Sirris explores the future of laser textures
The potential of lasers has become huge thanks to recent technological developments, thereby also increasing the potential of surface functionalisation by means of laser texturing. New functionalities and possibilities become available to the industry and Sirris will investigate these for you.
The functionalisation of surfaces by means of textures, and in particular by means of laser-applied textures, has become increasingly important in recent times. Over the past two decades, the academic world has shown that a lot is possible. Superhydrophobic surfaces, for example, or friction coefficients that are fine-tuned to an application, optical effects, thermal textures... However, these demonstrations have always taken place in a laboratory environment and with lasers that, due to their low power and speed, are unsuitable for industrial application.
However, thanks to recent technological development, the potential of pico and fs lasers has grown enormously: from average peak powers of 500 mW and 1 Khz to 400 W and more and frequencies up to 1 Ghz with multi-kW systems that will become available soon. The price has also evolved enormously: whereas in the past these lasers easily cost fortunes, the price has already decreased to less than €1,000 per watt and this trend is expected to continue. This allows process speeds to be thousands of times higher compared to the laboratory set-ups, at a cost comparable to alternative technologies or even cheaper.
This makes new functionalities and possibilities available to the industry, allowing it to apply these lasers either as a separate machine or in the production line. Sirris is adopting a leading role in this for the Belgian industry. We provide the facilities (laser, measuring equipment), the process knowledge (engineers) and due to a good contact with our member companies we are able to combine this with a strong portion of application knowledge. This is essential in order to introduce the technology of ultra-short pulsed laser textures to the Belgian market, in order to give more value to our customers’ products.
Some examples of the opportunities that we have recently explored and want to build on in the coming years are as follows:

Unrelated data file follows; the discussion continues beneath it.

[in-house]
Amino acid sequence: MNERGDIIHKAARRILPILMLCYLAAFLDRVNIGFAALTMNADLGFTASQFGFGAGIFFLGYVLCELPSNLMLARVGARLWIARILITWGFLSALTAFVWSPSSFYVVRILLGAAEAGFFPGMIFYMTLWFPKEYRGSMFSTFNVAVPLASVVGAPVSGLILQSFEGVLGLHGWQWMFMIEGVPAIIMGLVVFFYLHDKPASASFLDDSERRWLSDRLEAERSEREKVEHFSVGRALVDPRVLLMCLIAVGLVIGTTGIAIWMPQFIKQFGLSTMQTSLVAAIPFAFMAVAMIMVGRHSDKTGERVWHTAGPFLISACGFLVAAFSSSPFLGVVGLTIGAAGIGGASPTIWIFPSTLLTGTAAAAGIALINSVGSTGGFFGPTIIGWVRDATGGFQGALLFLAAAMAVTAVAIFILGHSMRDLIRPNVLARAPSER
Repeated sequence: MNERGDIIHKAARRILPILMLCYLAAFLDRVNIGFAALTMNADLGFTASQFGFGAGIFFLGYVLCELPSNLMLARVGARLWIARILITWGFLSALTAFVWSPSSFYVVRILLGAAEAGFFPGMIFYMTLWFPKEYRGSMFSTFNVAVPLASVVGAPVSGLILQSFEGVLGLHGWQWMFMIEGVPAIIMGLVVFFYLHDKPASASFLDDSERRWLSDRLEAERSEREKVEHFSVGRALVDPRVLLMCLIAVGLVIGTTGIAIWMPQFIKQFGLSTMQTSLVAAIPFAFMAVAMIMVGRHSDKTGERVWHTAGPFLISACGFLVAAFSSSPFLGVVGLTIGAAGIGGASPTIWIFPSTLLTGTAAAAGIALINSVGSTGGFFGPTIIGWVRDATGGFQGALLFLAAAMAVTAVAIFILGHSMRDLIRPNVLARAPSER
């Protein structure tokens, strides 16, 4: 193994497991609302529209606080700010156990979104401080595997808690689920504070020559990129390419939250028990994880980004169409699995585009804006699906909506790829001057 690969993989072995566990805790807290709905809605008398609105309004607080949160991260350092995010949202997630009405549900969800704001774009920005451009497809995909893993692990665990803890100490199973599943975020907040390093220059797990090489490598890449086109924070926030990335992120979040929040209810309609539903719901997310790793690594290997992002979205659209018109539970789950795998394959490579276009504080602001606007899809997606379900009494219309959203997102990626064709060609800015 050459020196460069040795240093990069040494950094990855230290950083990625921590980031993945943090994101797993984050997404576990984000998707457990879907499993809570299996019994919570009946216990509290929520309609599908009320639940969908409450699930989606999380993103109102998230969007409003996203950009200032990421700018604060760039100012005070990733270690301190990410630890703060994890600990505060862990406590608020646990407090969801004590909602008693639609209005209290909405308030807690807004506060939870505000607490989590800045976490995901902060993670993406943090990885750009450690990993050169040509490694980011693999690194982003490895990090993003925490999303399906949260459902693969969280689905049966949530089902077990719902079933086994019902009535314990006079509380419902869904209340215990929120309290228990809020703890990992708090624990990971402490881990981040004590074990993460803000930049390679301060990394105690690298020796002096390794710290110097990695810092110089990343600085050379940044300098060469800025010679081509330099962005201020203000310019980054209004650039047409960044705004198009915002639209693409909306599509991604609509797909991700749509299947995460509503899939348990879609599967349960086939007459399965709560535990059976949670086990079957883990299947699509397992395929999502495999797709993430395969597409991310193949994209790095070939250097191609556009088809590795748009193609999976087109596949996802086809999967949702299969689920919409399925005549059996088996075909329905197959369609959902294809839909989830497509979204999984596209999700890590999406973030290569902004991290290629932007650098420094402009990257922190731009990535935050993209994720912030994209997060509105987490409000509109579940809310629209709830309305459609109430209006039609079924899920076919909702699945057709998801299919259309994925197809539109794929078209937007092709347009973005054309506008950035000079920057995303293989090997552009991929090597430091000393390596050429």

Textured cutting tools
Textured cutting tools
Cutting tools for milling and turning have been the focus of attention for decades. Cemented carbide tools are expensive and often require several sister tools to manufacture a single part. In the case of expensive, difficult-to-cut materials such as titanium or Inconel, wear and tear caused by friction and heat generation play a very important role in the overall life of the tool and thus in the total cost of the part being machined. This is also important for ordinary steel or aluminium. This heat development can be significantly reduced by using textures that reduce the friction of the chip with the tool and by textures on the tool that improve the heat transfer to coolants. This double action can potentially lead to a long life extension.
Textured moulds for injection moulding applications
Recently, Sirris has taken significant steps with regard to the manufacture of textured moulds. The laser applied the negative of the intended structure into the mould to functionalise many thousands to millions of plastic products. This can make plastic products water-repellent or add optical effects such as diffraction and microlensing. The application of textures in moulds is not new, but the scale on which it happens and the ultimate goal that is pursued, is unique and challenging. We are currently working on a project in collaboration with the lighting industry, in which we are using innovative optical microstructures to improve the light pattern and adapt it to the application.
One of the unique characteristics of an fs-laser is that it allows very deep cavities in the mould, which in itself results in unique aspect ratios in the plastic products. This makes it possible, for example, to make extremely sharp needles for use in the medical industry, to administer medication or to take blood via patches.
Microneedle, made with a laser-textured mould, in collaboration with KU Leuven Cel Kunststoffen
Textures for improved heat dissipation
Specific surface and emissivity play an important role in the efficiency of heat exchangers which have to discharge their heat to the environment. Textures can play a role in this: they increase the specific surface area, and by oxidation during the laser process they create a surface comparable to anodising. Initial preliminary tests show an improvement in heat exchanger performance of more than 20 percent.
Texture on a heat exchanger
Digital photonic manufacturing
A final subject, which has nothing to do with the actual functionalities, but rather with production methods, is ‘digital photonic manufacturing’. Due to the evolving manufacturing industry, there is a trend towards ever smaller series, or even fully personalised products which are always different from each other. This trend increases the requirements for tools, planning and CAD/CAM systems, and actually undo many of the benefits of automation. However, lasers have a special advantage here: the tool is a light source, and this can be fully digitally controlled and does not load the workpiece mechanically, so that fixtures are not necessary. Patterns, markings, machining and textures can be personalised digitally and this process can even be fully automated, allowing mass production of a wide variety of products at no extra cost.
Laser and 4.0 Made Real
At Sirris, we want to go one step further and connect and integrate this digital laser process into the entire production process, in combination with additive manufacturing and milling, so that all disciplines (materials science, production technology and digitisation) come together to guarantee the most efficient products and processes.